By Daniel Hunter

A year-long inquiry into Britain’s creative industries has called for a free digital space for people to access the country’s vast culture.

A major report published today (Tuesday), Enriching Britain: Culture, Creativity and Growth, argues that culture and creativity is vital to Britain’s social and economic future, with it representing 5% of the UK economy at £76.9 billion in 2013.

But the report’s authors, the Warwick Commission - a collaboration between a specially invited group of cultural leaders and the University of Warwick — has found austerity and an emphasis in schools on science, maths and English, threatens the delicate ecosystem that has made Britain a world leader in cultural production like film, arts, TV, advertising and design, and which attracts international students, tourists and investors to boost the country’s economy.

To maintain Britain’s cultural pre-eminence across the world the report calls for investment in a free digital space in the country’s broadband to access the wealth of art, film, TV, design and literature.

Among its other recommendations is a Government-led cultural national policy; an annual investment summit; and a ‘board bank’, where cultural and creative organisations can gain a board member with commercial knowledge.

Warwick Commission chairman Vikki Heywood, who is also chairman of the Royal Society of Arts, said: “We cannot afford to be complacent. Unless the challenges to the Cultural and Creative Industries identified by this report are recognised and addressed, we will not maintain this high international regard Britain has or be able to compete artistically and commercially with other world players.

“The key message from this report is that the Government and the Cultural and Creative Industries need to take a united and coherent approach that guarantees equal access for everyone to a rich cultural education and the opportunity to live a creative life. There are barriers and inequalities in Britain today that prevent this from being a universal human right. This is bad for business and bad for society.”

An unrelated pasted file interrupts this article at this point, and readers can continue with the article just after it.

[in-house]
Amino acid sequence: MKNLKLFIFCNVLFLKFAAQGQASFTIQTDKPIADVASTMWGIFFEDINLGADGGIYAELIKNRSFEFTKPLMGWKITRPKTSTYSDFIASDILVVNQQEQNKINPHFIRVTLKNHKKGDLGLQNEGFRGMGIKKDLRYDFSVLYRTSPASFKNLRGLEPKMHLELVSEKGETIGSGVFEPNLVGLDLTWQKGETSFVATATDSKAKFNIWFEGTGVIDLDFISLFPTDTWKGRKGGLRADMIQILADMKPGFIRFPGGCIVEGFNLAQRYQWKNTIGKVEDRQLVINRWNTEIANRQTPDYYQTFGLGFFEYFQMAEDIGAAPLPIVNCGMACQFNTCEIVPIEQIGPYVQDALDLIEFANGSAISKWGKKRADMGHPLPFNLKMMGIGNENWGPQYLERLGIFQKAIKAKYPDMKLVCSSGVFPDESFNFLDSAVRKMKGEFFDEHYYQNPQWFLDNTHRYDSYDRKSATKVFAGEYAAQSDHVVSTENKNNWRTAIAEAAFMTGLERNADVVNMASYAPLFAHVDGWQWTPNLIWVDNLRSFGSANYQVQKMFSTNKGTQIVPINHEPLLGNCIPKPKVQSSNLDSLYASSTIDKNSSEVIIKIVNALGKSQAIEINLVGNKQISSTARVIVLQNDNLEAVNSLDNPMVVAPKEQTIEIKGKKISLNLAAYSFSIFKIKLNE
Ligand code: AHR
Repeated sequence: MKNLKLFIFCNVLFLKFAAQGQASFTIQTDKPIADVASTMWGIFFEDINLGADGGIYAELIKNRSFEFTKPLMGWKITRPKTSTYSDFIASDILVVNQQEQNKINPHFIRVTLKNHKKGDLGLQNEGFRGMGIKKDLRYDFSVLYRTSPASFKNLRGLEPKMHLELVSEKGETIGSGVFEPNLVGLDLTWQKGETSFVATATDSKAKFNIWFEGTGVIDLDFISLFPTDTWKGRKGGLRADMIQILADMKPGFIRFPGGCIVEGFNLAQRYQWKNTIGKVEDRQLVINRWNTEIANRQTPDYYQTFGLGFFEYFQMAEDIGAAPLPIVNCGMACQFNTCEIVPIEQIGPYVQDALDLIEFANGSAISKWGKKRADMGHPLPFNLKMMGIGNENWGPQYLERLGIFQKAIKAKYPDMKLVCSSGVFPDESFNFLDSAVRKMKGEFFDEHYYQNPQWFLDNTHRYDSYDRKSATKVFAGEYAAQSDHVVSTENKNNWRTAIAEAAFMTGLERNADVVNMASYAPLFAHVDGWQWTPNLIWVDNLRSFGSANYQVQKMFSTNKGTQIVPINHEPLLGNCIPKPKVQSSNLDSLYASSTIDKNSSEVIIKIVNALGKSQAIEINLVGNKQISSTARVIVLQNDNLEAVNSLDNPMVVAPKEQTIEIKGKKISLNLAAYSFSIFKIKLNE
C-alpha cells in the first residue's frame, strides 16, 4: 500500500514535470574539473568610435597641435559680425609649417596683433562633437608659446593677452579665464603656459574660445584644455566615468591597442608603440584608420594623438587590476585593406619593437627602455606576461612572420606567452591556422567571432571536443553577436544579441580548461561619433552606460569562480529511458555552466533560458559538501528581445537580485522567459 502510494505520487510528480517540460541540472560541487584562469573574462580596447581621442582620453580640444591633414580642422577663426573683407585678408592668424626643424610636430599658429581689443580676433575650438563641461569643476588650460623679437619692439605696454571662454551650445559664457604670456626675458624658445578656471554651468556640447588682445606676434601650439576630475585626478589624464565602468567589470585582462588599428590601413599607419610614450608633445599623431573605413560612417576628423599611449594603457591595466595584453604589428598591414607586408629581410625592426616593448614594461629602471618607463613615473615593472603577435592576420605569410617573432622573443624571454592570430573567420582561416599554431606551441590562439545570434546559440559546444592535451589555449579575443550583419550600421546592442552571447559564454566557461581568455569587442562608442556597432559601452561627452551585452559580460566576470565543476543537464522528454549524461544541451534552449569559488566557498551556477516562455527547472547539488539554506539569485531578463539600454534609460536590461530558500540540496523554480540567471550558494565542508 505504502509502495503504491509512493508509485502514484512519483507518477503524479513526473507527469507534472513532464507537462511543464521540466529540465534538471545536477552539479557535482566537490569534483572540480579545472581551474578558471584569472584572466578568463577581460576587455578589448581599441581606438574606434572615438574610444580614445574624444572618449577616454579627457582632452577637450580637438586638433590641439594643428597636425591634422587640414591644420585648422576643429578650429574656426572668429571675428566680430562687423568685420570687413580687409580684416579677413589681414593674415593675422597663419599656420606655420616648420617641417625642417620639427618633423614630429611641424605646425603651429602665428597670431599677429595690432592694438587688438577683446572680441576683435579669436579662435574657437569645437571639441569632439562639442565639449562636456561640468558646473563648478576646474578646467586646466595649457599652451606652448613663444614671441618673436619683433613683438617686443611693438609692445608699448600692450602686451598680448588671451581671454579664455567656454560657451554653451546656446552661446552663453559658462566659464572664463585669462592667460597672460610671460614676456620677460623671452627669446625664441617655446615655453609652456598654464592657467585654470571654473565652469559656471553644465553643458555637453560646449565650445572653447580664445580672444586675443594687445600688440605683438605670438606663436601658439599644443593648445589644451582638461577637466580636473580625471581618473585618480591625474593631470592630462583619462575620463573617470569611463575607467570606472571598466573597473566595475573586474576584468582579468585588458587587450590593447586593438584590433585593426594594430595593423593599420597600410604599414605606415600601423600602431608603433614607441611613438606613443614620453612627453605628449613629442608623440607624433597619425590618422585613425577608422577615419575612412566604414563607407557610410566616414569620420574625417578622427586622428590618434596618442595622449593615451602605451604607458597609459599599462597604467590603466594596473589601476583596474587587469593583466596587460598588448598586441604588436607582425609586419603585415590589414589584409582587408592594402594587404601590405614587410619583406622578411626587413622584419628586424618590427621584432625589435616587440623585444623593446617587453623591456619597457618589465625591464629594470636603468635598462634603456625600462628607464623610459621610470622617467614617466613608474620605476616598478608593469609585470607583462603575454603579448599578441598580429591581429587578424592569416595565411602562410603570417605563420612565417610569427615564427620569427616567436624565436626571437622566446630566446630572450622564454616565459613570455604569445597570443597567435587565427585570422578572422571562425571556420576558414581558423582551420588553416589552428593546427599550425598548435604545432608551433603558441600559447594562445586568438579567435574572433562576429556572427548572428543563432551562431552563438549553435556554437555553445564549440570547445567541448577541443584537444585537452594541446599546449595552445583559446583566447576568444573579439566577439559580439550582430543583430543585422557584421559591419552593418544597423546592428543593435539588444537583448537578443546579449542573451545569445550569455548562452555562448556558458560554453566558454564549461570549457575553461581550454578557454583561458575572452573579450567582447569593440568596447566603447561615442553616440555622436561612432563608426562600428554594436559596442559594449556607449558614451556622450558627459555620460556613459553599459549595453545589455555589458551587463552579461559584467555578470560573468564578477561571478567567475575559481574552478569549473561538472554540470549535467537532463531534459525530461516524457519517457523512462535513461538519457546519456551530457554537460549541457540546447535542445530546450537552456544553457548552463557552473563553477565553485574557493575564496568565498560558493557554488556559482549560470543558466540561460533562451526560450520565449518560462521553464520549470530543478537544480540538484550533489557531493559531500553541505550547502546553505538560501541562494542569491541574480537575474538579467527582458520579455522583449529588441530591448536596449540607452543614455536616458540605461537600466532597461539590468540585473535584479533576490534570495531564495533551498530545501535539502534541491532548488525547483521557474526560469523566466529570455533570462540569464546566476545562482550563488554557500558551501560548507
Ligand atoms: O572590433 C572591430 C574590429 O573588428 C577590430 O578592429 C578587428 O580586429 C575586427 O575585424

One measure to address this is to create a Digital Public Space (DiPS), which would become a free ‘cultural library’ on the internet where everyone is empowered to assume their full and fulfilling role as digital cultural consumers, regardless of skill level, ability, status or income.

Commission member and University of Warwick education researcher Professor Jonothan Neelands said: “The workforce in the Cultural and Creative Industries sector is growing more than four times faster than the UK’s workforce as a whole and we believe a coherent approach to it is a vital national priority.

“There are concerns that the fragmentation of government policy and strategy means that public spending is not being maximised and used to leverage additional sources of investment. Whilst tax incentives are a very welcome boost, there are also concerns that the UK is not investing enough in building a sustainable infrastructure for the Cultural and Creative Industries Ecosystem.”

To help secure greater investment in the Cultural and Creative Industries sector the Commission also recommends:

• An annual investment summit of the relevant businesses and organisations should be held to share best practice in delivering economic, artistic and social value, including international value for the UK, and to identify wide-ranging investment opportunities.

• A ‘board bank’ should be set up by the Creative Industries Council and Creative Industries Federation that creates a pool of potential board members with commercial knowledge to join Cultural and Creative Industries organisations in receipt of public funding.

• The government departments for Culture, Media and Sport (DCMS), Business, Innovation & Skills (BIS), and Education (DfE) should produce a national plan for the publicly funded arts, culture and heritage sector to: secure the investment needed for sustainable creative and economic success; diversify the workforce at all levels sustained by an effective pipeline of talent and skills; and to build demand for full participation in a cultural life that celebrates the UK’s diversity and artistic richness.

• Publicly funded organisations must be supported and incentivised to develop the business skills and enterprise needed to access additional funding streams and maximise their commercial potential. This includes board members and senior executives having commercial knowledge and access to appropriate training and development.

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